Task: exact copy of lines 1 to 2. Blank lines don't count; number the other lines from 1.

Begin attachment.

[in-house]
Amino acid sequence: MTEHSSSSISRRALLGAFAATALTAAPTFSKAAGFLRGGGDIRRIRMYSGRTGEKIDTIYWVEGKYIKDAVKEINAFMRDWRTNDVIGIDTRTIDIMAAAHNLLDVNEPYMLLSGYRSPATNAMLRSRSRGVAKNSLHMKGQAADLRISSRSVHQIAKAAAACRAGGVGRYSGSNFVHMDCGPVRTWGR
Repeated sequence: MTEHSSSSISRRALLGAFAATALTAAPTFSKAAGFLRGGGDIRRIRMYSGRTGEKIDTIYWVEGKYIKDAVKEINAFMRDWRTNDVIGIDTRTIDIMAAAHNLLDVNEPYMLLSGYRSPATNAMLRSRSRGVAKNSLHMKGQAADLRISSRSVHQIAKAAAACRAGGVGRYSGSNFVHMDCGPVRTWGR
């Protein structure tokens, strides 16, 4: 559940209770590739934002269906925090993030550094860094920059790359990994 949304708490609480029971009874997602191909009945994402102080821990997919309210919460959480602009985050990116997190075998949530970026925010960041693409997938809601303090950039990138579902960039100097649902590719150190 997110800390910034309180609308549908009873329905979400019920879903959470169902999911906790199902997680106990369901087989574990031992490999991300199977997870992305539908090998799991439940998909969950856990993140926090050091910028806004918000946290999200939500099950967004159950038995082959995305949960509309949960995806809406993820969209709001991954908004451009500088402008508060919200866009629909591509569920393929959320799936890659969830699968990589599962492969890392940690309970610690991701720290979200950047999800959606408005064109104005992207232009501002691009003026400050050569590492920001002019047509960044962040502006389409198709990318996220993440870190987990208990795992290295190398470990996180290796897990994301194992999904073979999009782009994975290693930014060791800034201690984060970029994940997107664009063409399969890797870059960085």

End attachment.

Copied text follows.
[in-house]
Amino acid sequence: MTEHSSSSISRRALLGAFAATALTAAPTFSKAAGFLRGGGDIRRIRMYSGRTGEKIDTIYWVEGKYIKDAVKEINAFMRDWRTNDVIGIDTRTIDIMAAAHNLLDVNEPYMLLSGYRSPATNAMLRSRSRGVAKNSLHMKGQAADLRISSRSVHQIAKAAAACRAGGVGRYSGSNFVHMDCGPVRTWGR